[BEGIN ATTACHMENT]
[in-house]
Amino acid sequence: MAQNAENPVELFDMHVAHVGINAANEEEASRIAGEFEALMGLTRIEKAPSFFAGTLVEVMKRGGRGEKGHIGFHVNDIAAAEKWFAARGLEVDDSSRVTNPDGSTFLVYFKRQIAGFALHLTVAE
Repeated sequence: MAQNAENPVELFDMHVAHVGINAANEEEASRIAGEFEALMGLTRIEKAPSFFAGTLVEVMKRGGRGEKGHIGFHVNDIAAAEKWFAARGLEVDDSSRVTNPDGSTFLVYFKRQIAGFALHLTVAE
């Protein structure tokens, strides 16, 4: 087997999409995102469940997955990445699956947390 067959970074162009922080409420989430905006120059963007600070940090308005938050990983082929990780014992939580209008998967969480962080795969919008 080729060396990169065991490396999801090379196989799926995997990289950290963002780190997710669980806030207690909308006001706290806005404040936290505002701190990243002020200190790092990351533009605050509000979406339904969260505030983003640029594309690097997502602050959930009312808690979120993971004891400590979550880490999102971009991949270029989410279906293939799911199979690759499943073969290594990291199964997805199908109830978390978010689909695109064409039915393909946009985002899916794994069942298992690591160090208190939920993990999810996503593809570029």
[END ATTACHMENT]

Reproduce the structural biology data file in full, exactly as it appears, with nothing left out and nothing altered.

[in-house]
Amino acid sequence: MAQNAENPVELFDMHVAHVGINAANEEEASRIAGEFEALMGLTRIEKAPSFFAGTLVEVMKRGGRGEKGHIGFHVNDIAAAEKWFAARGLEVDDSSRVTNPDGSTFLVYFKRQIAGFALHLTVAE
Repeated sequence: MAQNAENPVELFDMHVAHVGINAANEEEASRIAGEFEALMGLTRIEKAPSFFAGTLVEVMKRGGRGEKGHIGFHVNDIAAAEKWFAARGLEVDDSSRVTNPDGSTFLVYFKRQIAGFALHLTVAE
């Protein structure tokens, strides 16, 4: 087997999409995102469940997955990445699956947390 067959970074162009922080409420989430905006120059963007600070940090308005938050990983082929990780014992939580209008998967969480962080795969919008 080729060396990169065991490396999801090379196989799926995997990289950290963002780190997710669980806030207690909308006001706290806005404040936290505002701190990243002020200190790092990351533009605050509000979406339904969260505030983003640029594309690097997502602050959930009312808690979120993971004891400590979550880490999102971009991949270029989410279906293939799911199979690759499943073969290594990291199964997805199908109830978390978010689909695109064409039915393909946009985002899916794994069942298992690591160090208190939920993990999810996503593809570029």